Having acrimoniously parted ways with the Doctor Strange franchise, director Scott Derrickson goes back to his horror roots with The Black Phone, a cleverly pitched movie based on a short story by Joe Hill (the pen name of Stephen King’s son).
Set in the late 70s, Mason Thames plays Finney, a young man who becomes the latest victim of The Grabber (Ethan Hawke), a masked serial killer who has been targeting kids in a small Colorado town.
Locked in a basement, Finney notices that an unplugged phone in the room begins to ring, and on the other end of the line are the voices of previous victims, who help him plot his escape.
An interesting premise builds into a compelling first act, with a story that focuses on small bursts of horror rather than a ghost house full of jump scares.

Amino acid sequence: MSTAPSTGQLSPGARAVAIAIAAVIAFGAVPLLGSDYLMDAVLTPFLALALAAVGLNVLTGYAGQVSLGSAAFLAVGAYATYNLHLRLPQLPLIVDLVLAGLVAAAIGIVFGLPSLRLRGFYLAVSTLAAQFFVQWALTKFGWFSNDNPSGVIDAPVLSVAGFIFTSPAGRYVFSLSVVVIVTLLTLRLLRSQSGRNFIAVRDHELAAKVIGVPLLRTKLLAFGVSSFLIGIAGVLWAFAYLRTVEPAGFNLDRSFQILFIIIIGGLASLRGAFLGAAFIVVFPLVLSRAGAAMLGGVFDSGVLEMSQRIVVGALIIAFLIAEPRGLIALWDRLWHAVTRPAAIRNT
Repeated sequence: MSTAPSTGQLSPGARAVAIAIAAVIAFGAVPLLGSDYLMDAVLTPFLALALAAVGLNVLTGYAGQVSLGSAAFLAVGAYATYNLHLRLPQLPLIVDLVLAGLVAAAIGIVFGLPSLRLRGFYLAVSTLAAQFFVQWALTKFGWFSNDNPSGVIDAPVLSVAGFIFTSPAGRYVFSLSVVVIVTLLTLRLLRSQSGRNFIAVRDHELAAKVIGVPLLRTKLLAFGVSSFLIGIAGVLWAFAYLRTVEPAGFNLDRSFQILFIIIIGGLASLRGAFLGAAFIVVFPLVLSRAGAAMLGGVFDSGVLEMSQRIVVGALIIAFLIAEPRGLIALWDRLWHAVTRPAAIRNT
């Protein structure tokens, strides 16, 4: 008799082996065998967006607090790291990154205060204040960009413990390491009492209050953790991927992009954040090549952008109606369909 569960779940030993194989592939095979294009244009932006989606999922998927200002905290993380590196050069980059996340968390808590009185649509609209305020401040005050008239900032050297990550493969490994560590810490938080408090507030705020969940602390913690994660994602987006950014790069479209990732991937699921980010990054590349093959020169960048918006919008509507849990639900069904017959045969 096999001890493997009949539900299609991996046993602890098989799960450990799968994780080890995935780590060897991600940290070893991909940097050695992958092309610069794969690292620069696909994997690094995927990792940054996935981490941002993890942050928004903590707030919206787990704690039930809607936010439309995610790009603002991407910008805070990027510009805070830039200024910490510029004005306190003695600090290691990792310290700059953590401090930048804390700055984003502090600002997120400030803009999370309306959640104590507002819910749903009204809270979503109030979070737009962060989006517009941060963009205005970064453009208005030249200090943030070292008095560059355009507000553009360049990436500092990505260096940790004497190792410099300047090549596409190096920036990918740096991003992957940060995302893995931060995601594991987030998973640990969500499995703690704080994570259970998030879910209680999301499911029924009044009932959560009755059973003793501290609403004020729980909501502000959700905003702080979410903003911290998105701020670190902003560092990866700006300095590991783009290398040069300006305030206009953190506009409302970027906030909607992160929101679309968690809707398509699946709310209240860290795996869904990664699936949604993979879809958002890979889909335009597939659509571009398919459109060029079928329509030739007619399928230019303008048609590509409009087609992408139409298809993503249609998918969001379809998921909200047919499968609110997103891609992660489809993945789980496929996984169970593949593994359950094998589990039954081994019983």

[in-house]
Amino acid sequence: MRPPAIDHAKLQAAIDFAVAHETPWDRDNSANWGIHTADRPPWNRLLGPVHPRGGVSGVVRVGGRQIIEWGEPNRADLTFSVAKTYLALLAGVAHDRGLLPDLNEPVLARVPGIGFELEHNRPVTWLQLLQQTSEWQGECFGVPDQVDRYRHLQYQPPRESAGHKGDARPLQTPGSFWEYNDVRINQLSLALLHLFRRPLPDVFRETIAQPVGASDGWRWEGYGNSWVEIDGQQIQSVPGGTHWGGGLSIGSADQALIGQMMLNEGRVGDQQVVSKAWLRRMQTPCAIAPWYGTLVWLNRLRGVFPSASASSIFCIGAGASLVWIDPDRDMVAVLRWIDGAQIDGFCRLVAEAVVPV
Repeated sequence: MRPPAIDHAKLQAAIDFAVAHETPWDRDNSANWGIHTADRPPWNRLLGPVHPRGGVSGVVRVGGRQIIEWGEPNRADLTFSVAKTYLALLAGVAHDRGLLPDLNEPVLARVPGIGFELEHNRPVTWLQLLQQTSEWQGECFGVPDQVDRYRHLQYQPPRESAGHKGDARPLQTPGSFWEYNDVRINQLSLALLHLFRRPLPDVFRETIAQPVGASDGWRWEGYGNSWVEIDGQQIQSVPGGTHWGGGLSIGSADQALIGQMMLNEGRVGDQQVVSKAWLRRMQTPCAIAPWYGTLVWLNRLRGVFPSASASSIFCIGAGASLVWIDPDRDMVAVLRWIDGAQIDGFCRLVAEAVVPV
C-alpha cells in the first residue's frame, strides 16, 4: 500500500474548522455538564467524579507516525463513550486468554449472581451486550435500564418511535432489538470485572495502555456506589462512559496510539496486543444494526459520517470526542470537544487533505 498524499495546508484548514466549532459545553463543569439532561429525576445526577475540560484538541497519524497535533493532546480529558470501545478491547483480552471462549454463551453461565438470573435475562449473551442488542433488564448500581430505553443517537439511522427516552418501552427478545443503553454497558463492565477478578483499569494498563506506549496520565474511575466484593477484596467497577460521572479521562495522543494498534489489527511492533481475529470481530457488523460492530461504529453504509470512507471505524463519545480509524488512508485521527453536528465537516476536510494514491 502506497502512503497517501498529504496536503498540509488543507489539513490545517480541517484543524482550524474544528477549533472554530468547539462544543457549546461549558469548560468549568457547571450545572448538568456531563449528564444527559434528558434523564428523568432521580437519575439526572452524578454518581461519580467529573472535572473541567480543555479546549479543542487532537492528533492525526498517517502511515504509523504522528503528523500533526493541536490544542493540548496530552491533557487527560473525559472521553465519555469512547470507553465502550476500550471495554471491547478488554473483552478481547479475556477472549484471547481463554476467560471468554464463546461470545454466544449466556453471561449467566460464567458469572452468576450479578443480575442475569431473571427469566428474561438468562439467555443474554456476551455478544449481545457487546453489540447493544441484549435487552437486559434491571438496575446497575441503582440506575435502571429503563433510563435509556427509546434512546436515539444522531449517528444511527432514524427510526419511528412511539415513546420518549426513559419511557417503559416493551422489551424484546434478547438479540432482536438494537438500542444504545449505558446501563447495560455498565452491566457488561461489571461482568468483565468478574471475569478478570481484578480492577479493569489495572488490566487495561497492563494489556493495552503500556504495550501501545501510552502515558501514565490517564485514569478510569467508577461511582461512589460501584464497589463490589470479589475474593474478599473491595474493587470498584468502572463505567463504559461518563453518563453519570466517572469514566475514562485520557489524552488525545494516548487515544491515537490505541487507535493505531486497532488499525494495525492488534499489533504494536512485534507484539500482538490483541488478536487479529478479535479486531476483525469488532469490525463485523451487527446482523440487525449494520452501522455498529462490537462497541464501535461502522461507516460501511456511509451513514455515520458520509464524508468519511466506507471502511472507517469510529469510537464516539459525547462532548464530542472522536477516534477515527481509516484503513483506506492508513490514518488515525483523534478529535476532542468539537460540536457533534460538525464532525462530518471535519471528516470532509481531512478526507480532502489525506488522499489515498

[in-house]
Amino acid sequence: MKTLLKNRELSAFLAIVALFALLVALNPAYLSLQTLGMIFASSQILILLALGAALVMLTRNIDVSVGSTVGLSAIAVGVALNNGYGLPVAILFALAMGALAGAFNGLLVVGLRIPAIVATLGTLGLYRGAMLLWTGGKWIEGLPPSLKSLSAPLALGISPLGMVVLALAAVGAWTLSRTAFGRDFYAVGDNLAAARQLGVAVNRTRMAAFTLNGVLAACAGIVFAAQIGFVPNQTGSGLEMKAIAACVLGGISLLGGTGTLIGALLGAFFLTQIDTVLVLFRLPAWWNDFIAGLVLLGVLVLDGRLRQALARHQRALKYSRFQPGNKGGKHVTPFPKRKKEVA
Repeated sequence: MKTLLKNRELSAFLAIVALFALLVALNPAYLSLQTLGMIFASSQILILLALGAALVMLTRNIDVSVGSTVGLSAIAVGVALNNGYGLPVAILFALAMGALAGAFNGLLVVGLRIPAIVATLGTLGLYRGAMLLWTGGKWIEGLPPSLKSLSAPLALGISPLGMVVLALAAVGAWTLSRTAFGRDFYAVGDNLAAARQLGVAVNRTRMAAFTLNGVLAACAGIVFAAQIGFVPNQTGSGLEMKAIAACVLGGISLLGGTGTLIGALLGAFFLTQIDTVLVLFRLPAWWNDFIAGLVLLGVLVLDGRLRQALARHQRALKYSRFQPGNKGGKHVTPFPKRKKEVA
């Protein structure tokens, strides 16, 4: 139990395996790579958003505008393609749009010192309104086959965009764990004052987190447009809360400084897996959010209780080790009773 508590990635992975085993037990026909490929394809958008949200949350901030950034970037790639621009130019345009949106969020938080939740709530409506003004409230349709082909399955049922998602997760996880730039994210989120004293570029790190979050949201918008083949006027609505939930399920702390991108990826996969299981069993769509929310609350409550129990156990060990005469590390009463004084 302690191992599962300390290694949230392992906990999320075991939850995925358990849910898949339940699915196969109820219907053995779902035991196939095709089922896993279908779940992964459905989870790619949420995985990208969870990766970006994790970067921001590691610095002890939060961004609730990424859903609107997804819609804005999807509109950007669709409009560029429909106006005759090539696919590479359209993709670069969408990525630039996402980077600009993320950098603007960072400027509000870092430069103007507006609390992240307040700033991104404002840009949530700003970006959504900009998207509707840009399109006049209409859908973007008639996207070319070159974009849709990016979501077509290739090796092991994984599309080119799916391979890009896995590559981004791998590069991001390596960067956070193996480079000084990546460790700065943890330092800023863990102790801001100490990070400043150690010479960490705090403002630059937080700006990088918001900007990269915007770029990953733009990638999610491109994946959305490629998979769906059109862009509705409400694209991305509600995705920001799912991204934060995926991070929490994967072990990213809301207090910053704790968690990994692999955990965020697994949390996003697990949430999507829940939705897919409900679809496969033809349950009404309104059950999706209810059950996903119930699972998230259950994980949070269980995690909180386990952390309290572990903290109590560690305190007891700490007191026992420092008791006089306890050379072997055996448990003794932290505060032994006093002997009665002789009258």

Those jump-out-of-your-seat moments do come, but not quite as regularly as horror fans might hope.
The plot also wanders as time goes on, a symptom of many short stories that are stretched to feature length. Thames uses the little resources he has to show Finney summoning the courage to save his life.
Even as the supernatural elements pull the movie in different directions, he is always more than a hostage pleading for mercy. Derrickson reunites with Hawke for the first time since Sinister, the film that revamped the star’s career, and as The Grabber he’s suitably terrifying.
Combining a physical performance with a mask that opens to reveal certain parts of his face, it’s yet more evidence of the actor’s versatility. The Black Phone might have seemed more revolutionary a few years ago, before complex horror came back into vogue. Nevertheless, it’s a polished, spooky story told by a filmmaker back in his comfort zone.